In My View the Headlines are Ugly.

In my view the headlines are ugly.  Ebola. Ukraine. ISIS. Eurozone. Japan. China. Emerging markets.

The question at hand is if the headlines are so ugly why the advance in the S & P 500 and Russell 2000?

I must write other markets are not feeling the love.  Commodities have been crushed.  Non-investment grade bonds are ugly.  Many small capitalized companies are vastly underperforming.

Will the popular averages soon roll over?  I will argue the opposite—those markets that have been crushed may soon outperform.

Year-end tax loss selling typically reaches its apex the week before Thanksgiving and those issues that have been crushed historically outperform going into the New Year.

I think the odds favor the economic advance in the US will continue at the expense of the rest of the world.  But a major reason why 3% growth does not feel like 3% growth is from the lack of stated inflationary pressures.  Nominal and real GDP are around the same levels.  Typically 3% real GDP occurs when nominal GDP is around 6% hence growth feels stronger.

As noted many times, the US economy is awash in liquidity.  Ultimately monies gravitate to the sectors with the greatest potential return with the least amount of risk.

The entire developed world is or has experimented with QE.  The US Federal Reserve has publically stated a 2% to 4% inflation rate is desirable to “inflate” general asset values.

The US economy which is about 3x bigger than its closest competitor and represents 23%-24% of global production, operates on a “just in time” inventory and production basis.  This environment suggests if demand suddenly accelerates, spot shortages could quickly emerge that could cause price spikes.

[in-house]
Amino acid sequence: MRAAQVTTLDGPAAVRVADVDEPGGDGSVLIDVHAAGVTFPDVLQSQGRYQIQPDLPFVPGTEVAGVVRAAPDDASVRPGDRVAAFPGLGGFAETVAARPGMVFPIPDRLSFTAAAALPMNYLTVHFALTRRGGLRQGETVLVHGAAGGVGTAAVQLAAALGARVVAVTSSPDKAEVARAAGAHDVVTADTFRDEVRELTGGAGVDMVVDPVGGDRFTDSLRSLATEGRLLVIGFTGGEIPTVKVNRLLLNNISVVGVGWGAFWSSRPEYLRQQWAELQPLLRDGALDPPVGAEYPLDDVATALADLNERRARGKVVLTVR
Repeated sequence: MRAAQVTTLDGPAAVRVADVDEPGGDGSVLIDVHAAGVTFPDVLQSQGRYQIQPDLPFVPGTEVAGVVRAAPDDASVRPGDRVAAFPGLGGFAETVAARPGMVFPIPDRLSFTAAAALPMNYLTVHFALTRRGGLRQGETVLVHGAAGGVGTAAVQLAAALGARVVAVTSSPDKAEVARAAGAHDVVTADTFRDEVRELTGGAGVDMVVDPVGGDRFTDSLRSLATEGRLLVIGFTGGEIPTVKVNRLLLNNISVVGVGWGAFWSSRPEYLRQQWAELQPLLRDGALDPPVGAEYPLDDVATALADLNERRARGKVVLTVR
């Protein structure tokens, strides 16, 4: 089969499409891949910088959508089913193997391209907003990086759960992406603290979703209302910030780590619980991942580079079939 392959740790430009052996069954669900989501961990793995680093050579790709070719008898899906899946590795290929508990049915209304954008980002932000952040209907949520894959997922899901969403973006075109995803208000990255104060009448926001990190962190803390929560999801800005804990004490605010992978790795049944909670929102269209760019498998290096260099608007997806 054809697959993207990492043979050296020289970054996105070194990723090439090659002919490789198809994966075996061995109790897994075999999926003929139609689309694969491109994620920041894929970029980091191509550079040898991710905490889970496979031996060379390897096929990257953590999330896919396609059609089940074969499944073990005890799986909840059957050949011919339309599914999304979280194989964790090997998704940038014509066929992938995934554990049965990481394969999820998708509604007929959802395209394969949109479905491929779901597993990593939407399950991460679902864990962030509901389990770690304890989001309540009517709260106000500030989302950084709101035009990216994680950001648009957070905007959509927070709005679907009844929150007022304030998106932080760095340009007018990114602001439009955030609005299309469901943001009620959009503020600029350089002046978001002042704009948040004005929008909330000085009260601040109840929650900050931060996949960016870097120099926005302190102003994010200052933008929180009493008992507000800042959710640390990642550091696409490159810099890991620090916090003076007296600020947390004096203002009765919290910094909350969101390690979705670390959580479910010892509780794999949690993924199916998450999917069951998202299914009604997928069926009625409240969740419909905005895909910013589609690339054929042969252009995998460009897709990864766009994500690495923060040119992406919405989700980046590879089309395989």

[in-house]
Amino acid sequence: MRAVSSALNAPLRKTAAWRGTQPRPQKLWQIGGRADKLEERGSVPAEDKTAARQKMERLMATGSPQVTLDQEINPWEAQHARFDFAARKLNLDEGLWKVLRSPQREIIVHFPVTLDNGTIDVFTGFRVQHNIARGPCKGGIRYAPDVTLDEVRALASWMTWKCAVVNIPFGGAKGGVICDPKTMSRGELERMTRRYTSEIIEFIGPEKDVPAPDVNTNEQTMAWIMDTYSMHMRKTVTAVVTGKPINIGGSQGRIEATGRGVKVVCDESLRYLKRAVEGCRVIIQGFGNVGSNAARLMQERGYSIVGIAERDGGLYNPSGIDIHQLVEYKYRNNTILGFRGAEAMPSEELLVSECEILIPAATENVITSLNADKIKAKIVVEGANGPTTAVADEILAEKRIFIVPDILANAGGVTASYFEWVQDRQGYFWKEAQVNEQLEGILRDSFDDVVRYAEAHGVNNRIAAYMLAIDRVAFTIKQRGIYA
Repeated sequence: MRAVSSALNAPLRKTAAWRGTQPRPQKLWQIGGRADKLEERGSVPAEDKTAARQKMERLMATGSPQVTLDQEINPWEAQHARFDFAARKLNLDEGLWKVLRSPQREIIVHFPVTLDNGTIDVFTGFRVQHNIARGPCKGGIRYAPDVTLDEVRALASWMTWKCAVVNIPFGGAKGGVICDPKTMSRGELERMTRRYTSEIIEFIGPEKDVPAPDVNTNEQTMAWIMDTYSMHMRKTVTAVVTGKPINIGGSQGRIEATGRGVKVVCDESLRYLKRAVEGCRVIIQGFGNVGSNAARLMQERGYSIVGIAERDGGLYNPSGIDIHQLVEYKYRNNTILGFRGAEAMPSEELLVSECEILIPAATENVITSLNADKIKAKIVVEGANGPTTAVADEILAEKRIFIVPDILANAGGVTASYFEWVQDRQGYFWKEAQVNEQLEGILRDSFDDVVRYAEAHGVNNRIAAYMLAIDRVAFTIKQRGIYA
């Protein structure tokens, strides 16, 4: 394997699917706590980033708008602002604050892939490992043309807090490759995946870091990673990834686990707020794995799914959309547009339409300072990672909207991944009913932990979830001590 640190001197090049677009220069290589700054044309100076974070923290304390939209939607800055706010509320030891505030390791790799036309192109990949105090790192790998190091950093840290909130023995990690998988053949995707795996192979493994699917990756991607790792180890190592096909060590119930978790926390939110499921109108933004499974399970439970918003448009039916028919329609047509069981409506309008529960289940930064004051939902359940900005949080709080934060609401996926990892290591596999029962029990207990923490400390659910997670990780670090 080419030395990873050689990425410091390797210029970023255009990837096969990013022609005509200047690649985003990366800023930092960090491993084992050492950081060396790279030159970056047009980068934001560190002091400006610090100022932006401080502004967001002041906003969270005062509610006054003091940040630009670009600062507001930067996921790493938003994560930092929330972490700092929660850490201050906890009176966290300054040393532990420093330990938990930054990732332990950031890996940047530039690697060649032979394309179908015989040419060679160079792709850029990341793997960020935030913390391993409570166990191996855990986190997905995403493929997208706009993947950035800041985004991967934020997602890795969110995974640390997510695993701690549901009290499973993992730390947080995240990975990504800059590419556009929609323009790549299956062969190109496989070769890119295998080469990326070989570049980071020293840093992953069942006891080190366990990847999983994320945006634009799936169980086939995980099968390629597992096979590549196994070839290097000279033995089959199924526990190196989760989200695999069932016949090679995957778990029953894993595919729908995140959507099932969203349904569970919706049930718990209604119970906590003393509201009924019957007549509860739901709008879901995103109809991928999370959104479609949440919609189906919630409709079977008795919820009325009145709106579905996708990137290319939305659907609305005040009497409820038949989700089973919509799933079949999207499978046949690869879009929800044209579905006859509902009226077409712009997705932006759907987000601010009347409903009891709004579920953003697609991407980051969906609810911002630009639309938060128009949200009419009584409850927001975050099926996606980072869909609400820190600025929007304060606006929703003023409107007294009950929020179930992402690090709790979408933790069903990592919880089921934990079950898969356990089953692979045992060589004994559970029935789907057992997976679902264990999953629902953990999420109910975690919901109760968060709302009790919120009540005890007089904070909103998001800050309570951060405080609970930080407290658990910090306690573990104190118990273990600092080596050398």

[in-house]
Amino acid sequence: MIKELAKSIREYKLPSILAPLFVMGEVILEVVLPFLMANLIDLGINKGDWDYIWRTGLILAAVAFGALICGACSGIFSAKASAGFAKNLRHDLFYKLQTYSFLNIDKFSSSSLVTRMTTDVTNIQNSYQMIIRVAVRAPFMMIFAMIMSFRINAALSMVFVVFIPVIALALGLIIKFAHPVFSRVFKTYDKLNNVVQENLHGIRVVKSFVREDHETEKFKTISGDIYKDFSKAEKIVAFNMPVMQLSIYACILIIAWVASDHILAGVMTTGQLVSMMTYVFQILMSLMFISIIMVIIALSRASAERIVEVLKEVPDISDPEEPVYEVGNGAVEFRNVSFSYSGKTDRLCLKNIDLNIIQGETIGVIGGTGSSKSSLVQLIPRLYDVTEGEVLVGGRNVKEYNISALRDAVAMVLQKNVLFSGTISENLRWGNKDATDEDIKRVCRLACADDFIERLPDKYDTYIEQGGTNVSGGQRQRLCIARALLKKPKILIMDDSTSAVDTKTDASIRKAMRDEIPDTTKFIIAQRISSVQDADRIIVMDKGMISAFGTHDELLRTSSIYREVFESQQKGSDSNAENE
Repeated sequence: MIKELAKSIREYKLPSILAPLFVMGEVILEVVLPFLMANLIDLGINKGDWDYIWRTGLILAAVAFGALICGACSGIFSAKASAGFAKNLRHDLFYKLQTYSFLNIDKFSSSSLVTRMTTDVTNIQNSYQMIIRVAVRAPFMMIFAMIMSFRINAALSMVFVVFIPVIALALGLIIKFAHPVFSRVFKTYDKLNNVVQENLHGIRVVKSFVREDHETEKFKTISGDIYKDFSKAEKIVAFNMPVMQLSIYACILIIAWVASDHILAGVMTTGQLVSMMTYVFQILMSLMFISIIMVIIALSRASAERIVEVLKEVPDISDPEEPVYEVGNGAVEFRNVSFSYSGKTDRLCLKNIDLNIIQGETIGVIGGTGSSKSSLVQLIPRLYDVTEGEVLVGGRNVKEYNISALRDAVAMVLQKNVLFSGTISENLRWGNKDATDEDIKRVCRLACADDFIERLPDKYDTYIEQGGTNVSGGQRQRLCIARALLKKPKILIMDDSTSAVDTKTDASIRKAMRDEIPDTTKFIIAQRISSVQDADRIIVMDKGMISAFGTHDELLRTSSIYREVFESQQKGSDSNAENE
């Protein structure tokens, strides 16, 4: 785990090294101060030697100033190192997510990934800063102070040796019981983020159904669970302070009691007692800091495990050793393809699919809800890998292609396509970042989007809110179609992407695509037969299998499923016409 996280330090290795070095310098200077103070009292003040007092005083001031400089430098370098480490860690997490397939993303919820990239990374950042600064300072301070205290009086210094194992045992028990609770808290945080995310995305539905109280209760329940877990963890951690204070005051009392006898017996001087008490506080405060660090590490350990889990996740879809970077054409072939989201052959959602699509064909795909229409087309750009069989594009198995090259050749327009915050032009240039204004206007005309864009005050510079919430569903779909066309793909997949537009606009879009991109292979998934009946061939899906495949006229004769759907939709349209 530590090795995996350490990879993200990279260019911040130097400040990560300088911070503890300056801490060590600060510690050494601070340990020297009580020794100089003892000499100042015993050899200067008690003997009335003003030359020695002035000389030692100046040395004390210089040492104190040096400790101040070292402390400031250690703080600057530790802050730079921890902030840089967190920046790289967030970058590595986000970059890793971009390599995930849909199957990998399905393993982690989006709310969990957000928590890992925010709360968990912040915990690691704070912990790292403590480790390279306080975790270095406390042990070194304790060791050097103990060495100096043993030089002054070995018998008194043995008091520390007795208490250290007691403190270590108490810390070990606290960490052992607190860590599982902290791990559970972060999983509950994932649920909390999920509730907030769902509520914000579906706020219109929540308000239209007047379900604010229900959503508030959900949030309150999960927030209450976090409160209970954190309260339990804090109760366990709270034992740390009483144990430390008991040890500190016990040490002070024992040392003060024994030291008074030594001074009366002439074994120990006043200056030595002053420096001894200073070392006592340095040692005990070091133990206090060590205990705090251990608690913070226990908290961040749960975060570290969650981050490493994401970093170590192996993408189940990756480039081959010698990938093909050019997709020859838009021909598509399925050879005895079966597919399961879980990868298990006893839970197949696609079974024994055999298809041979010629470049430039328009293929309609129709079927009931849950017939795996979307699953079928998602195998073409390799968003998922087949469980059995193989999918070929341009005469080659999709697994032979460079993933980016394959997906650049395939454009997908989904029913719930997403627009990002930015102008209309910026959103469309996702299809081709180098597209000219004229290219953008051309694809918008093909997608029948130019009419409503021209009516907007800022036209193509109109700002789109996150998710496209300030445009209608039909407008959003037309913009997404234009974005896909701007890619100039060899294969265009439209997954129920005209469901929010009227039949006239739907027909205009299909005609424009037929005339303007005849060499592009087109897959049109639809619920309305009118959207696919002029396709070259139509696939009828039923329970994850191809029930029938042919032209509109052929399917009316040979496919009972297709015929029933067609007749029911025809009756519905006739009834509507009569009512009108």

If this were to occur, I would argue any commodity sensitive bonds or equities should advance and treasuries should trade lower in price and the S & P should continue its advance albeit not at the rate of those vehicles that are “asset” backed.

Wishful thinking for those that are long such issues?  Many of the commodity backed issues have been crushed with the decline in oil.  Why should the inverse not be true?  It has in times past.

Yesterday’s market activity was muted with many commenting OPEC will not lower production at its November 27 meeting.  Yesterday’s data was a non-event.  Today the NAHB and the PPI are released.  How will these statisitcs be interpreted?

Last night the foreign markets were up. London was up 0.50%, Paris up 0.75% and Frankfurt up 1.20%.  Japan was up 2.18% and Hang Sang down 1.13%.

The Dow should open little changed as many are asking are valuations to stretched and has the averages rebounded to far to fast.  The 10-year is unchanged at a 2.33% yield.


The views expressed herein are those of Kent Engelke and do not necessarily reflect those of Capitol Securities Management. The information contained herein has been compiled from sources believed to be reliable; however, there is no guarantee of its accuracy or completeness. Any opinions expressed are statements of judgment on this date and are subject to certain risks and uncertainties which could cause actual results to differ materially from those currently anticipated or projected. Any future dividends, interest, yields and event dates listed may be subject to change. An investor cannot invest in an index, and its returns are not indicative of the performance of any specific investment. Past performance is not indicative of future results. The material provided in Daily Market Commentaries or on this website should be used for informational purposes only and in no way should be relied upon for financial advice. Please be sure to consult your own financial advisor when making decisions regarding your financial management. Members of FINRA and SIPC, Capitol Securities Management is a privately owned full-service retail brokerage and investment advisory firm headquartered in Richmond, Virginia. For nearly 30 years, we have been serving the needs of our investors. Today, more than 200 Capitol Securities Management investment professionals and support staff serve approximately 18,000 customer accounts from Southern Florida to the New England coast.